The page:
LAKE BUENA VISTA, Fla. —In some ways, manager Ned Yost is no different than any long-suffering Royals fan. He, too, can't wait for the club's collection of prized prospects to start infiltrating the big-league roster.
Yost is already anticipating the vanguard — a group of strong-armed relievers — making a strong push for roster spots when spring training opens Feb. 14 in Surprise, Ariz. From there, Yost insists, it's only going to get better.
"Next year is the (true) beginning of the process," he said. "We're another year closer to getting those kids ready to being in the big leagues. It's going to be a pivotal year for us in terms of our development.
"I'm telling you, I went through this (from 2003-08) in Milwaukee, where we had a lot of talented kids coming through the system. But I can also tell you this: I never thought we had enough in Milwaukee to win a World Series.
"Enough to make the playoffs, yes. But not the World Series. Here, we have a group coming through that can win a World Series. In Milwaukee, we had a bunch of big power hitters. Here, we've got that and everything else.
"We've got the power hitters, guys like (Mike) Moustakas and (Eric) Hosmer. But we've also got speed for the top of the lineup. And we've got guys who can hit for average. We have more catching than any organization I can remember.
"And we have pitching coming. Lots of pitching. It's all here. It's going to take time, yes. But it's coming. The one thing we can't do is get impatient."
The words rush from Yost in a staccato burst as he sits on a couch in the shadow of an enormous Christmas tree centered in the crowded lobby of the Walt Disney World Dolphin Resort.
Yost admits he cares little for the bustle that accompanies baseball's annual Winter Meetings. This is a guy, after all, who spends much of his offseason tracking deer on his spread in Georgia.
Here a far different hunt circles the lobby in a mix of club officials, media and a small horde of player agents. Much of their chatter centers on the Royals, specifically whether they can extract the enormous price they've set in trade talks for Zack Greinke.
Yost sees that situation as a win-win.
Either the Royals keep Greinke, a former Cy Young winner whom they have under contract for two more years — and whom Yost touts as "one of three or four guys in the game who can get you out with three pitches."
Or the Royals get an eye-popping haul in return.
"I know our roster could look a lot different by the time we get to spring training," Yost said. "We'll have to wait and see. But whatever happens (with Greinke), there are some things to be excited about.
"These kids of ours, they're going to start to arrive."
The impact should occur first in the bullpen, where lefties Tim Collins and Blaine Hardy should join right-hander Louis Coleman in making a strong roster push.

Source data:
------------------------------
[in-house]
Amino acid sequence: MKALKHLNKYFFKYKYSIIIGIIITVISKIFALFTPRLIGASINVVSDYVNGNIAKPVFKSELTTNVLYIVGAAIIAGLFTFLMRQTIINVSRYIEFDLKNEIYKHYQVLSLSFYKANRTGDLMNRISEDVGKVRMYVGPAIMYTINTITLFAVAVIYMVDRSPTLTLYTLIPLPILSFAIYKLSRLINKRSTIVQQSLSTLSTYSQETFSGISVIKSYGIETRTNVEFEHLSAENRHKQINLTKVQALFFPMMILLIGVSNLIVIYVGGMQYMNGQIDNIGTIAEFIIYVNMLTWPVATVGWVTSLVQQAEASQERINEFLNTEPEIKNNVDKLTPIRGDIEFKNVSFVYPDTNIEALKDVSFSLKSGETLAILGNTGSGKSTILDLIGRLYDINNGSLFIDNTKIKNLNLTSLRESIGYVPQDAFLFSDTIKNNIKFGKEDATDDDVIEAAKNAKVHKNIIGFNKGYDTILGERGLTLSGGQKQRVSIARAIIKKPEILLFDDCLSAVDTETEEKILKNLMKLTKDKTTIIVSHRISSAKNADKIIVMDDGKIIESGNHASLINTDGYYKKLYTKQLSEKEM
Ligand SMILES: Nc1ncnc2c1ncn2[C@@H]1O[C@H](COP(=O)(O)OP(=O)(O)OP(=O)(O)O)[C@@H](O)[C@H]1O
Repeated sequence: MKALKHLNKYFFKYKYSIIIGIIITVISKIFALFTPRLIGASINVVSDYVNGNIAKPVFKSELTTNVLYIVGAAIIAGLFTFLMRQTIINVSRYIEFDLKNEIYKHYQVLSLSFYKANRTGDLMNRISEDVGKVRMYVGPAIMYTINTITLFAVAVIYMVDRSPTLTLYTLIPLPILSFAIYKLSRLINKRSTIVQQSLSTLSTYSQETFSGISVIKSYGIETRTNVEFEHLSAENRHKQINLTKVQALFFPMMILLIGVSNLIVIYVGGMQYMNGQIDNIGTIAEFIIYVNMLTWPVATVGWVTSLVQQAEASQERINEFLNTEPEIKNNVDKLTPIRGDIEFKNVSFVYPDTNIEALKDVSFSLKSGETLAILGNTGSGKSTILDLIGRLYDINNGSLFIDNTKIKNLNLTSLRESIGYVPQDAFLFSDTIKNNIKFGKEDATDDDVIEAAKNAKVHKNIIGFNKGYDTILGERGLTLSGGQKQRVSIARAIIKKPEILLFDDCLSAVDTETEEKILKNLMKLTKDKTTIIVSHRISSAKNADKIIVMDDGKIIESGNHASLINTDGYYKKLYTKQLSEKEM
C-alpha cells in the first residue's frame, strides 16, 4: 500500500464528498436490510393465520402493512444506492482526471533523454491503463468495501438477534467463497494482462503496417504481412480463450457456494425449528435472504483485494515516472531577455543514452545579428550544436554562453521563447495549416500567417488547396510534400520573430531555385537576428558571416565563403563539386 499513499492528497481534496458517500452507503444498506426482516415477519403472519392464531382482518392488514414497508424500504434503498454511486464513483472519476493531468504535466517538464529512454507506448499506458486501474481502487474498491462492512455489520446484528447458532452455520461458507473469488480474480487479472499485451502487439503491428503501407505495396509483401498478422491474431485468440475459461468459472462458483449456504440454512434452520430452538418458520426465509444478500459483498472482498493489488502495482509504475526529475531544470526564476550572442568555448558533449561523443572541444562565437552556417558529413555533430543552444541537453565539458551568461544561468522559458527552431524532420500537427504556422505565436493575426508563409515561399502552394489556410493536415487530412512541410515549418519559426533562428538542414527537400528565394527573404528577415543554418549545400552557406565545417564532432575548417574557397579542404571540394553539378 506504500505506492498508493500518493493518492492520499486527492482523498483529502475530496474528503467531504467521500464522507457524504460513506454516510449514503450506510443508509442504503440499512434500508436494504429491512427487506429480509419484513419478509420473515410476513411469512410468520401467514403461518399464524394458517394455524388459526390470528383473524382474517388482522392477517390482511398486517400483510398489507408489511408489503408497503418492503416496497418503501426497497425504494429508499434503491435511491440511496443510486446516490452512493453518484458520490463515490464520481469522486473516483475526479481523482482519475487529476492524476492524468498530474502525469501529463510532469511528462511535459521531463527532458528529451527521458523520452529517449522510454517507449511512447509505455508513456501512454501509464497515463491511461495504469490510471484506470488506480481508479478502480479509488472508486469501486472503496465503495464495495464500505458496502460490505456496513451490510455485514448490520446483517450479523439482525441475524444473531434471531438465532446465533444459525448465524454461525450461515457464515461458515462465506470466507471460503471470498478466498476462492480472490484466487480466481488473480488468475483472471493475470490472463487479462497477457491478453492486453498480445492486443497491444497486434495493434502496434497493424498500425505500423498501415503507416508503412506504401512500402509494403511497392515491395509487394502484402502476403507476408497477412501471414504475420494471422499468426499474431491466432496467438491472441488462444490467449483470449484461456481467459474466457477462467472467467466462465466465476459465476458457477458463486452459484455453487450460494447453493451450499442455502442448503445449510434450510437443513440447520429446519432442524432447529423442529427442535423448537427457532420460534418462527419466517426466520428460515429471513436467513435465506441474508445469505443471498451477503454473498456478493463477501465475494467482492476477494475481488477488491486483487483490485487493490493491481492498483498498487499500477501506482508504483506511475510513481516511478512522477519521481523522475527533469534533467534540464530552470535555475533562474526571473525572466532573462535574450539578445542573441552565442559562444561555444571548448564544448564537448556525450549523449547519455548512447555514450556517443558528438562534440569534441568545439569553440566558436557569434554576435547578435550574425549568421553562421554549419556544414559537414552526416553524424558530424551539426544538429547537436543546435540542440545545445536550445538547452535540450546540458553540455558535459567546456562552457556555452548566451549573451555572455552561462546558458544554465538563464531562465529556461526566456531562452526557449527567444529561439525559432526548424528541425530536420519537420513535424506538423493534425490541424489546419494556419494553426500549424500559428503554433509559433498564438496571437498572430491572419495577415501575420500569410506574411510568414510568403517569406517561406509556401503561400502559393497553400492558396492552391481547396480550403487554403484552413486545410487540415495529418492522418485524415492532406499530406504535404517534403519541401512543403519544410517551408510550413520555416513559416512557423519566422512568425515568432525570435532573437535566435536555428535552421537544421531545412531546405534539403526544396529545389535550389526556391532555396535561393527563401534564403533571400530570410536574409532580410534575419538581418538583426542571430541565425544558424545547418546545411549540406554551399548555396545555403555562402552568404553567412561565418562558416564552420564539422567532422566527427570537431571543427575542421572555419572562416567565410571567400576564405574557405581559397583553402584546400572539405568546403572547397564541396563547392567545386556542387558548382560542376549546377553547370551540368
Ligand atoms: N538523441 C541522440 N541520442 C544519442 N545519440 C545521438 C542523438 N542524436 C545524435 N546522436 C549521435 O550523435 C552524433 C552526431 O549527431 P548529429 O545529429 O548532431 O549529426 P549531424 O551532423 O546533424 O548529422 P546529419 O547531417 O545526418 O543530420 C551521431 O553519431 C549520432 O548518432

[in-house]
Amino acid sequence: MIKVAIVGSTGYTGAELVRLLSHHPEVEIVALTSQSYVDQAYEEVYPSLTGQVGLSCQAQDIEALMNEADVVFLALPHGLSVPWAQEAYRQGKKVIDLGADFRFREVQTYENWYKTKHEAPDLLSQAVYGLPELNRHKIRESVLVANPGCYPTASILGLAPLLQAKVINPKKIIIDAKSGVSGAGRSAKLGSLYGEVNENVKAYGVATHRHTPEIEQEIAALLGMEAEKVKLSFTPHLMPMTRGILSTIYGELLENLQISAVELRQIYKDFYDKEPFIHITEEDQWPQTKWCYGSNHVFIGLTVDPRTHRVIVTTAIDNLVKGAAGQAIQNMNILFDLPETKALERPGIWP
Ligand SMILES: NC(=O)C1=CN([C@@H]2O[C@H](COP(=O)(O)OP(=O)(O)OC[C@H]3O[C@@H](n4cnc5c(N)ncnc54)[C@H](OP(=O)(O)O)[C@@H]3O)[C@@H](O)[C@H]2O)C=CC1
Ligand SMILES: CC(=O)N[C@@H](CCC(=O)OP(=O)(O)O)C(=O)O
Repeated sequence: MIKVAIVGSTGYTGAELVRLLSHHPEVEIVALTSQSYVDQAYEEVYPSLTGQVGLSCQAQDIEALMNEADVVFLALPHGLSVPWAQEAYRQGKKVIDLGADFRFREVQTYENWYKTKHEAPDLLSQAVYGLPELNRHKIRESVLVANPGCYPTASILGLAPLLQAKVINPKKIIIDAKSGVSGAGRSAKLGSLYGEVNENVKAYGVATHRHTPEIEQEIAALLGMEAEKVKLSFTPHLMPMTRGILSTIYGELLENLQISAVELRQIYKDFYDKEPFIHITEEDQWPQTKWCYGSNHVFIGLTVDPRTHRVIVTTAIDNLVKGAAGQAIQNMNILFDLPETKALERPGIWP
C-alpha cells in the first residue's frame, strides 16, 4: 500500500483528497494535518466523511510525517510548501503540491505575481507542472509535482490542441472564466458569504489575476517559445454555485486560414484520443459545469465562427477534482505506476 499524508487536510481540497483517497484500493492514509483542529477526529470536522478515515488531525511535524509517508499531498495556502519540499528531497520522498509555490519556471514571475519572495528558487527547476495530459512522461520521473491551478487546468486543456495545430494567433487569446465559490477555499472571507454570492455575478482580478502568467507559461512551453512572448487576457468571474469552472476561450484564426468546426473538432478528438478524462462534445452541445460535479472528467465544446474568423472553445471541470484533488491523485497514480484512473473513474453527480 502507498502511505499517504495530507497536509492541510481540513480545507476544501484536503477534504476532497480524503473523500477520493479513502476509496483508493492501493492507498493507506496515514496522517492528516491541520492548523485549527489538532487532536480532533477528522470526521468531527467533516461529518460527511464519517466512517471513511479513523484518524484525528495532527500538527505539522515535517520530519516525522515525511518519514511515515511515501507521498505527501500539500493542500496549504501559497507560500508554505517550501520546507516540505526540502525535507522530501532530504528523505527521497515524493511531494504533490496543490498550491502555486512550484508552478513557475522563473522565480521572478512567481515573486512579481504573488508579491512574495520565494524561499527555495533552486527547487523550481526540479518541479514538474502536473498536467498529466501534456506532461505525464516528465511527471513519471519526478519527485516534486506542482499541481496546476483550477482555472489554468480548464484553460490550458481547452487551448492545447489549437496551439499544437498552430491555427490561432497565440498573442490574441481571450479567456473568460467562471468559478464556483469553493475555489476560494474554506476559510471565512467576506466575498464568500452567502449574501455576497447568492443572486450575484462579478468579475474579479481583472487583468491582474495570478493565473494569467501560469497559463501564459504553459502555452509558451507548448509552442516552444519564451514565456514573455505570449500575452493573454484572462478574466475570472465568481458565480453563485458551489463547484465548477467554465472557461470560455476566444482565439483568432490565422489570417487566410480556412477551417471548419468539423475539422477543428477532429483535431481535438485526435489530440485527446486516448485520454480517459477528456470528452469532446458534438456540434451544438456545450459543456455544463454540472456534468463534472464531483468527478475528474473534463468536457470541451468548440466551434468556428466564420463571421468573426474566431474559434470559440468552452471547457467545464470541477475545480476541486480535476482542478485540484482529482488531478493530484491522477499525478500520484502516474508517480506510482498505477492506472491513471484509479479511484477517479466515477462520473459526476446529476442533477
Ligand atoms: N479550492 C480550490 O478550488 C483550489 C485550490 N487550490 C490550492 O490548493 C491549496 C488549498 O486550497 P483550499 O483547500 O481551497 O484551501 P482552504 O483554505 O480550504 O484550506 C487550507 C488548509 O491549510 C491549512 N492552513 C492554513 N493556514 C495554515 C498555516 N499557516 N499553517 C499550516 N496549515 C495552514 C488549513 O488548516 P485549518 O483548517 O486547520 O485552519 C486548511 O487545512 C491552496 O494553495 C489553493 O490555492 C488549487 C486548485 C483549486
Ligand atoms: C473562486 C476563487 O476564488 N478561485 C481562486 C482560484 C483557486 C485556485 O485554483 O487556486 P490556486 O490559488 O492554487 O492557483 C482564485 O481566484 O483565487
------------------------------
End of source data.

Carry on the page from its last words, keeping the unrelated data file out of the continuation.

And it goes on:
General manager Dayton Moore previously identified lefty starters Everett Teaford and Danny Duffy as being in line for long spring looks. Depending on what happens in the rotation, either one or both could wind up, at least temporarily, as part of the relief corps.
Former first-round pick Aaron Crow will be back in big-league camp after making a strong push last year for a bullpen job as part of his anticipated eventual transition to the rotation.
"You know what's going to make it so much easier for those young guys?" Yost asked. "Having Jack (Joakim Soria) at the back of the bullpen. That makes everyone's job easier when you know he's out there."
Tellingly, perhaps, Yost points to Greinke, if he stays, as having a similar impact on the rotation: That Greinke and what the Royals hope will be an improved Luke Hochevar will ease the transition of the club's deep corps of strong-armed starting prospects.
"When you've got a solid No. 1 (starter) and decent No. 2," Yost said, "the rest of the staff settles in and does its thing. But it's real difficult when you don't have that No. 1 guy. We learned that in Milwaukee, too."
Something else Yost learned in helping the Brewers shake the malaise of 14 straight non-winning seasons: The process can't be rushed — even when (especially, really) short-term results prove discouraging.
"The worst thing you can have is impatience," he warned. "I went through that in Milwaukee. You got great kids coming up, but what impatience does is make you press those kids before they're ready.
"It also makes you make deals that aren't good for you in the long run. You can't do that. You've got to sit back and let it develop if you're going to do it right. It takes time, but when you get it, you've got it. You've got something special."
But Yost is impatient; impatient to get started.
"When I look at next year," he said, "I guess it could be a rough year, but I don't look at it like that. I want to find a group of guys who we can compete with as our core group. We've got some guys like that.
"That core group is the first step. After that, you add more talent as time goes on until we get over the hump. And we're going to get over the hump, believe me."